There are two possible outcomes: If the result confirms the hypothesis, then you’ve made a measurement. If the result is contrary to the hypothesis, then you’ve made a discovery.—Enrico Fermi (cited in Jevremovic, 2005, p. 397)
Scientific theory evolves through phases. Scientists observe phenomena, classify their observations, examine and explain causation, and attempt to understand their results in varied circumstances. If anomalies are found that do not mesh with the theory, revision occurs, and the theory is improved (Christensen, Carlile, & Sundahl, 2001). Each stage requires accurate and precise measurement and, therefore, appropriate measurement tools.
The body of scientific inquiry developed by A. Jean Ayres is deeply rooted in systematic and methodical measurement, and her work marked the first effort by an occupational therapist to build a theory for clinical application with an evidence-based approach. The trajectory of the growth of Ayres Sensory Integration® (ASI), beginning in the 1950s with continual advancements from the ongoing contributions of the researchers who have built on her seminal work since that time, has occurred simultaneously with the widespread use of more rigorous research methods, attention to measurement of fidelity, greater usage of exploratory and factor analysis, and more routine practice of examining multivariate research problems with computer statistical programs (Century, Rudnick, & Freeman, 2010; Elmore & Woehlke, 1988; Keselman et al., 1998; Ottenbacher & Peterson, 1985; Press, 2013; Tukey, 1980; West, Carmody, & Stallings, 1983).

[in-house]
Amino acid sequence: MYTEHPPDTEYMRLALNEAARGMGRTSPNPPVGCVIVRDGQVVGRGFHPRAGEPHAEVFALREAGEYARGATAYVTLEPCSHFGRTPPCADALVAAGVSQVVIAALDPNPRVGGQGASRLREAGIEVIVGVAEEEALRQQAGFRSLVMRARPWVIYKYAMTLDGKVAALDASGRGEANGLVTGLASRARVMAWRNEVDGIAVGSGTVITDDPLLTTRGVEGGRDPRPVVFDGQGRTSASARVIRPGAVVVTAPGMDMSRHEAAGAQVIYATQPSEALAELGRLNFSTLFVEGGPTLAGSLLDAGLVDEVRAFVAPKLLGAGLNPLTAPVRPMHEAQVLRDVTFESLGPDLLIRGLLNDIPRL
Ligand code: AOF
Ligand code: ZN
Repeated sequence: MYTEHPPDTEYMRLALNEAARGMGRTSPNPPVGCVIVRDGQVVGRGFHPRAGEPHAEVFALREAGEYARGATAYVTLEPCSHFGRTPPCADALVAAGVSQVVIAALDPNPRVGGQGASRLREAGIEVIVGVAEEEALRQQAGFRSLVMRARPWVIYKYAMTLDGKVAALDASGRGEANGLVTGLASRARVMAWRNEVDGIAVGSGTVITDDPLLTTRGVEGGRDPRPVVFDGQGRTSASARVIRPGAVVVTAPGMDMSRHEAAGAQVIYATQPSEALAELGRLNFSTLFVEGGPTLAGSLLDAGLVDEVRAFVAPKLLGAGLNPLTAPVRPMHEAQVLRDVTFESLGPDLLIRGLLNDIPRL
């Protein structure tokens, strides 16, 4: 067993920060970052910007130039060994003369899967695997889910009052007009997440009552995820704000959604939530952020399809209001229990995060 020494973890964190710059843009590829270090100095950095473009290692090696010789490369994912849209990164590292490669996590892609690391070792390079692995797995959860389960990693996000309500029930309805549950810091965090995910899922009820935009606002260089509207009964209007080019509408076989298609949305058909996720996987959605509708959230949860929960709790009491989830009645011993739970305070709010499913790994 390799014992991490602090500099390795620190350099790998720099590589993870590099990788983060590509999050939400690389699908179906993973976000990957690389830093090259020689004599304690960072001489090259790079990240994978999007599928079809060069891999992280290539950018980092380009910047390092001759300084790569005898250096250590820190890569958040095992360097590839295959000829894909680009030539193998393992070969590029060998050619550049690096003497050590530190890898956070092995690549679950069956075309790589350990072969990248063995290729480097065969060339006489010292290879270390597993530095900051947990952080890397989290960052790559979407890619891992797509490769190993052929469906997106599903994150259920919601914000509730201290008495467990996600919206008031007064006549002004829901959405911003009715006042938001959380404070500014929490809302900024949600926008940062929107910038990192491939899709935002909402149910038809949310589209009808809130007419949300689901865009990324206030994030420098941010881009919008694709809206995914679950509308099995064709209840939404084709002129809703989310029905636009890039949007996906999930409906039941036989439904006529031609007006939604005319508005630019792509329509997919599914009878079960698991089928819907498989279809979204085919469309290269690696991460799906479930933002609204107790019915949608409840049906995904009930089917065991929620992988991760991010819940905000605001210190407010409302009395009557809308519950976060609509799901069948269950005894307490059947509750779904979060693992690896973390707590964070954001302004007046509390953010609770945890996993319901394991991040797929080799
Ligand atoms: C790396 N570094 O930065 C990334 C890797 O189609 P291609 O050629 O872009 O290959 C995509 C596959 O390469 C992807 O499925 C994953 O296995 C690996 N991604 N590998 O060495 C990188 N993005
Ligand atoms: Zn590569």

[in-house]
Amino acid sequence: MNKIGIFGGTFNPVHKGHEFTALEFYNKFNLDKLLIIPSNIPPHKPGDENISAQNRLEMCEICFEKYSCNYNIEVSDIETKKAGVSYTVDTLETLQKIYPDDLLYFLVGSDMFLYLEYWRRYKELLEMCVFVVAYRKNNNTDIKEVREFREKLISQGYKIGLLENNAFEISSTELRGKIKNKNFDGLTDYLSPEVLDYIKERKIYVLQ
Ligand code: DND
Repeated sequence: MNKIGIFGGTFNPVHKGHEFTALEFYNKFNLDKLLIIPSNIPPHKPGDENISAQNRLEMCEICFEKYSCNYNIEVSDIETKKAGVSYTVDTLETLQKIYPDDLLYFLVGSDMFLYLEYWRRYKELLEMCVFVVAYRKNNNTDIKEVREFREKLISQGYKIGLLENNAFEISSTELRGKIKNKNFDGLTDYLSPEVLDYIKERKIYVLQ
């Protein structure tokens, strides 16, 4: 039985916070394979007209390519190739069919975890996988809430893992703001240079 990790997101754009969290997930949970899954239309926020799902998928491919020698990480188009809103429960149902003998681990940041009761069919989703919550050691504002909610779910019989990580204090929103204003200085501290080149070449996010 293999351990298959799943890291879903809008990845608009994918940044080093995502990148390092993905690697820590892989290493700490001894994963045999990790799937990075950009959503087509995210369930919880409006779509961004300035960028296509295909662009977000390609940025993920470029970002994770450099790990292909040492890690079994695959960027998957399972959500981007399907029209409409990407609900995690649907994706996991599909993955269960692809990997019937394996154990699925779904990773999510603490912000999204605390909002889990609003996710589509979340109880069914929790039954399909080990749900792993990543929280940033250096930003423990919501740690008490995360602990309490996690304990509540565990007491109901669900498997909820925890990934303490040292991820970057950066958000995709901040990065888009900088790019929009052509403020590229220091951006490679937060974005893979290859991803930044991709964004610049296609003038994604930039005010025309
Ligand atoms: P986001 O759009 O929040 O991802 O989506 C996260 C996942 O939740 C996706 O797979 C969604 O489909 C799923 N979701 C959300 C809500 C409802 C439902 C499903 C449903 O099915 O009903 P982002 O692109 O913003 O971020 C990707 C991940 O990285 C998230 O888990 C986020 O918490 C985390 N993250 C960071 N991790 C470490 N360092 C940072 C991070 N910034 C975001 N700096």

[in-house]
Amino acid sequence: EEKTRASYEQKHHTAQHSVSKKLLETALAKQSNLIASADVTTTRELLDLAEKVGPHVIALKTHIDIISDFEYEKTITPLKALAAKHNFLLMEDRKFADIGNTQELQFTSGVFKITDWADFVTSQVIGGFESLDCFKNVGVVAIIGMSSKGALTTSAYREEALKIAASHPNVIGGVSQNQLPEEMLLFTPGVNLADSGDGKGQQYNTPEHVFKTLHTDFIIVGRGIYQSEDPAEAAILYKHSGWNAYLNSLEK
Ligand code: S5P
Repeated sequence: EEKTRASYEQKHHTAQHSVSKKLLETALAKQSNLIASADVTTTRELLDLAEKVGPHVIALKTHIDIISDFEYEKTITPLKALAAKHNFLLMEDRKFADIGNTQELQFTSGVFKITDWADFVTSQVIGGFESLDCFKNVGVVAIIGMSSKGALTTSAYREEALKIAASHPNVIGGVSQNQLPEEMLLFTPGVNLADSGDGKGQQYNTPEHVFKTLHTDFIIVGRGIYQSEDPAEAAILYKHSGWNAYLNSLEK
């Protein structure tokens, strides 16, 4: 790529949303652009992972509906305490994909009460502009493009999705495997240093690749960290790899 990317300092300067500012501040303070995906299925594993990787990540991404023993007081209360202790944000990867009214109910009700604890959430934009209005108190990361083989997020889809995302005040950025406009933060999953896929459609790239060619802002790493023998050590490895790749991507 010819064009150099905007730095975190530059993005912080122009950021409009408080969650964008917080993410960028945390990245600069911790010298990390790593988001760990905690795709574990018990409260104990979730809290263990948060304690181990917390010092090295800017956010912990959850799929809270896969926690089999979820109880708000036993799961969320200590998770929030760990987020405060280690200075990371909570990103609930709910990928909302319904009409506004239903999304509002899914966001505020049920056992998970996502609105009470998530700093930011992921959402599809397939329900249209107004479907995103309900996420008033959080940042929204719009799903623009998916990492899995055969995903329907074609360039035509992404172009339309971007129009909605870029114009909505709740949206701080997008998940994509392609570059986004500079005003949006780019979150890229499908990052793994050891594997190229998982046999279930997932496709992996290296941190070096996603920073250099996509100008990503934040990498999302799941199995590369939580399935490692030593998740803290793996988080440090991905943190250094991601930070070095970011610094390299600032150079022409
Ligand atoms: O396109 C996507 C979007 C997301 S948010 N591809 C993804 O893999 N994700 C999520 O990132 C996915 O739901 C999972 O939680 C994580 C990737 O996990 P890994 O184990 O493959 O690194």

This special issue of the American Journal of Occupational Therapy consists of an impressive compilation of the wide-reaching application of the concepts that have evolved from those early efforts in measurement and that now continue to serve as a model for the profession, in line with the American Occupational Therapy Association’s (2007),Centennial Vision aiming toward “a powerful, widely recognized, science-driven, and evidence-based profession” (p. 613). This issue provides multiple examples of the improvements in methodological rigor that occupational scientists have brought to the study of ASI theory. The articles include measurement in sensory integration across age spans and diagnostic categories, with implications for theory and practice ranging from assessment to intervention. In “The Issue Is” article by Schaaf et al. (2014), the current state of measurement in sensory integration is thoughtfully analyzed and articulated. In this editorial, we highlight the ways in which the foundations in measurement established by Ayres have evolved and how this earlier work connects with current and future trends.